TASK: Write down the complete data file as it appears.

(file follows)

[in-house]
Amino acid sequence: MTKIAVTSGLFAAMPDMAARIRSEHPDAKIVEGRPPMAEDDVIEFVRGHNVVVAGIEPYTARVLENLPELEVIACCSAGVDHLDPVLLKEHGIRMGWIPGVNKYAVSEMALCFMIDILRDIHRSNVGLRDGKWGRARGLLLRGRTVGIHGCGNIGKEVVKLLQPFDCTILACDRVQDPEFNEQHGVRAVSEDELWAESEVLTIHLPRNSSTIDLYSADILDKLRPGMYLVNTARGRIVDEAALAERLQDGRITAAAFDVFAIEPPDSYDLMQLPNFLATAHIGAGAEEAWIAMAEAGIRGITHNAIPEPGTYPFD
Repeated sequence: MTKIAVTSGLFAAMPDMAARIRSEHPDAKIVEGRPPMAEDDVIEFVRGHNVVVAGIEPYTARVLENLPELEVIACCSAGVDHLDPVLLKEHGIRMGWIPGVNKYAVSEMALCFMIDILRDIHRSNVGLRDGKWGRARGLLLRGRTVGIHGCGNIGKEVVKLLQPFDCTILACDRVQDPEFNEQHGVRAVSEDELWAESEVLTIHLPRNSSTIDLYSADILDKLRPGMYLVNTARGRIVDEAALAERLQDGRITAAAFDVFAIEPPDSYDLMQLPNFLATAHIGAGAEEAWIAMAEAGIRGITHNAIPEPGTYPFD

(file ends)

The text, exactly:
[in-house]
Amino acid sequence: MTKIAVTSGLFAAMPDMAARIRSEHPDAKIVEGRPPMAEDDVIEFVRGHNVVVAGIEPYTARVLENLPELEVIACCSAGVDHLDPVLLKEHGIRMGWIPGVNKYAVSEMALCFMIDILRDIHRSNVGLRDGKWGRARGLLLRGRTVGIHGCGNIGKEVVKLLQPFDCTILACDRVQDPEFNEQHGVRAVSEDELWAESEVLTIHLPRNSSTIDLYSADILDKLRPGMYLVNTARGRIVDEAALAERLQDGRITAAAFDVFAIEPPDSYDLMQLPNFLATAHIGAGAEEAWIAMAEAGIRGITHNAIPEPGTYPFD
Repeated sequence: MTKIAVTSGLFAAMPDMAARIRSEHPDAKIVEGRPPMAEDDVIEFVRGHNVVVAGIEPYTARVLENLPELEVIACCSAGVDHLDPVLLKEHGIRMGWIPGVNKYAVSEMALCFMIDILRDIHRSNVGLRDGKWGRARGLLLRGRTVGIHGCGNIGKEVVKLLQPFDCTILACDRVQDPEFNEQHGVRAVSEDELWAESEVLTIHLPRNSSTIDLYSADILDKLRPGMYLVNTARGRIVDEAALAERLQDGRITAAAFDVFAIEPPDSYDLMQLPNFLATAHIGAGAEEAWIAMAEAGIRGITHNAIPEPGTYPFD